I heard from my old pal
Jennifer O’Connell today. She was
eating a chocolate chip cookie and thought of me. How odd. When she asked
me what I was doing, I said, “Oh, just editing some stuff,” but I think she
might have suspected something. It got really quiet all of a sudden on my end
as soon as I found the remote. Jennifer
writes 30 books at a time so I tried not to let on how much I’m not writing
these days. I’m not one to do two
things at once and Jesse’s Bar Mitzvah has been consuming me pretty much from
the minute I wake up until I go to bed. All the planning is done. Now I just sit around and daydream about
it. This takes the whole day and a good
part of the evening.
I imagine him up there, speaking Hebrew and trying not to laugh
with his friends in the front row. And then my mind always cuts to the party
–where I envision myself in the coat closet all night. I was hoping to be a part of the festivities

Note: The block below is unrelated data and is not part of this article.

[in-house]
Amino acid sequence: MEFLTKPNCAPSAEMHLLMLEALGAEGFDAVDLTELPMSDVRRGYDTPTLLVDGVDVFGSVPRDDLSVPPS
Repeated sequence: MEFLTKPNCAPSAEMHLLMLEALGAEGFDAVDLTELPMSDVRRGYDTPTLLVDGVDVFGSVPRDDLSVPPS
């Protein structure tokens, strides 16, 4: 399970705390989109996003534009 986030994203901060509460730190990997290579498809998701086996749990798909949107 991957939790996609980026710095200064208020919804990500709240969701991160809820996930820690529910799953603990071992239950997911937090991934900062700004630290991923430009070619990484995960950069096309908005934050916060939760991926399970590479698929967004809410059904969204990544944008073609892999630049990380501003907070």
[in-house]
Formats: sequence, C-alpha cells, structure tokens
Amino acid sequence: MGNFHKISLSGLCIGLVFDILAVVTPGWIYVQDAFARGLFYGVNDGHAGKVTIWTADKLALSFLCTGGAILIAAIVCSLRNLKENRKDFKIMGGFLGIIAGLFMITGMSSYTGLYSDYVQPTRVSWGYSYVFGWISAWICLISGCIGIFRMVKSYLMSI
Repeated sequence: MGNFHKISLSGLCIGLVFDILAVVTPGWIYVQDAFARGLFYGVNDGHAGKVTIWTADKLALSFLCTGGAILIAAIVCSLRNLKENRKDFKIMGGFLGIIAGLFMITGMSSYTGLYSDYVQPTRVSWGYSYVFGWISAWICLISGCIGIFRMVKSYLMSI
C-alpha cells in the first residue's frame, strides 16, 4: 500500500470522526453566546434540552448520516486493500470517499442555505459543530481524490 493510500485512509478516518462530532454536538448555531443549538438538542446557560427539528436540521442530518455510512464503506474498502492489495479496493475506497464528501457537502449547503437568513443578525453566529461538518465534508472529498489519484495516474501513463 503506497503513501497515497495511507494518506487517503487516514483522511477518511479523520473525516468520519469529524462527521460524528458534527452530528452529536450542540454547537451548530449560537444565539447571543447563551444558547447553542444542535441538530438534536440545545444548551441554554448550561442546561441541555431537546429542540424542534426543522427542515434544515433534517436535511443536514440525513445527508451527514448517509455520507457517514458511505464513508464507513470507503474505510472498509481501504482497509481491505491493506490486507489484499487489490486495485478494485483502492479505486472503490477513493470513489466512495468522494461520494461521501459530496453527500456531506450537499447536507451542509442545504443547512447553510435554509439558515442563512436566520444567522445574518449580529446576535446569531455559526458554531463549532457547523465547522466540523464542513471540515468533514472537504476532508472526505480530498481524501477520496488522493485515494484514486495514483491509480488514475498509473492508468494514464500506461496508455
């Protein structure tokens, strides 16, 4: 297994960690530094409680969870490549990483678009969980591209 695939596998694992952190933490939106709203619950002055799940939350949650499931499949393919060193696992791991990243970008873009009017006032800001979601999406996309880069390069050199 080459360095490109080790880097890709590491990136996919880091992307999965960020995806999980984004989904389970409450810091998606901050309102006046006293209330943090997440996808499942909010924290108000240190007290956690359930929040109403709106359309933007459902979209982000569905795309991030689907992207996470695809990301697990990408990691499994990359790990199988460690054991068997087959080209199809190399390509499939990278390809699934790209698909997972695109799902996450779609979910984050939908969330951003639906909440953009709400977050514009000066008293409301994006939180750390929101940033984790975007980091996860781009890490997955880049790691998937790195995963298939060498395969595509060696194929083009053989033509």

but Jesse made it clear that he would like me to hide for most of the evening.
“Where do you want me to
go?” I asked.
“You don’t have to
leave. Just don’t dance or anything.”
I really like dancing, but I
like Jesse more, and I get why he would prefer if I wait in the car. It’s because even though, technically, he
will be a man on September 16, he’s a thirteen-year-old man. What thirteen-year-old man wants to see his fully-grown
mom partying? I certainly can’t think of any.
I’ve been to Bar Mitzvahs that were mistakenly designed to impress
adults with very little attention paid to what a thirteen year old boy wants on
his big day. I’ve heard the kids come home from these events complaining about
the adults’ long, boring speeches or that there was no room for the kids on the
dance floor or that all the adults were drunk out of their minds and making
fools of themselves. And so, instead of being insulted or thinking my son
doesn’t love me, I’ve decided to let him have his space and his own celebration
with his friends, not mine. These
parties are supposed to be for children.
That’s why I will have my
own party –in the bathroom. Any of the
few relatives who I did invite are welcome to join me in there. I’ll be in the stall with the loud music and
the bottles of tequila all over the floor, dancing, reading my speech.